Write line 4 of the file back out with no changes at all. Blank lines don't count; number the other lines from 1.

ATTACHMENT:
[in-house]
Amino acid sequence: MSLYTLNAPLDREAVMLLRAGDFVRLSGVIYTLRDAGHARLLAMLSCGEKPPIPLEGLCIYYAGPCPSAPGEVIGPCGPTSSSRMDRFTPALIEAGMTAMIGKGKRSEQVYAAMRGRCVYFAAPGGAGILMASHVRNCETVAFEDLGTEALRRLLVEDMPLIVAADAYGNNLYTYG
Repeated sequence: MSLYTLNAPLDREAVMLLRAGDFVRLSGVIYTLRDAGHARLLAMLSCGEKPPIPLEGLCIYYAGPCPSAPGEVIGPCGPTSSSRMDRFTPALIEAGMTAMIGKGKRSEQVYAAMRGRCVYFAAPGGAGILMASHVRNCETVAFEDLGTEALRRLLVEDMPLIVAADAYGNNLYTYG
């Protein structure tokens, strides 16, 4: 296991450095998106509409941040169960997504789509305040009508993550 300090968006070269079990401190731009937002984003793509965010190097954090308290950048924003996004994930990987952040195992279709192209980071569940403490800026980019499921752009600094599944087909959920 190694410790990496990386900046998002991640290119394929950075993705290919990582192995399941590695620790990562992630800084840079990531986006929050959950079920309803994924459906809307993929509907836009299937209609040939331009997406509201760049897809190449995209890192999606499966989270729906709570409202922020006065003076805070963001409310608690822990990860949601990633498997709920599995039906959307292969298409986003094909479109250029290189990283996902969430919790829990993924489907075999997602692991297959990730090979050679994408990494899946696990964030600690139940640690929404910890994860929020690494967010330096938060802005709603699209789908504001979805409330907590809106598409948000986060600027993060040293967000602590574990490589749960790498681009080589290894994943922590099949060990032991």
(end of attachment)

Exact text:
């Protein structure tokens, strides 16, 4: 296991450095998106509409941040169960997504789509305040009508993550 300090968006070269079990401190731009937002984003793509965010190097954090308290950048924003996004994930990987952040195992279709192209980071569940403490800026980019499921752009600094599944087909959920 190694410790990496990386900046998002991640290119394929950075993705290919990582192995399941590695620790990562992630800084840079990531986006929050959950079920309803994924459906809307993929509907836009299937209609040939331009997406509201760049897809190449995209890192999606499966989270729906709570409202922020006065003076805070963001409310608690822990990860949601990633498997709920599995039906959307292969298409986003094909479109250029290189990283996902969430919790829990993924489907075999997602692991297959990730090979050679994408990494899946696990964030600690139940640690929404910890994860929020690494967010330096938060802005709603699209789908504001979805409330907590809106598409948000986060600027993060040293967000602590574990490589749960790498681009080589290894994943922590099949060990032991």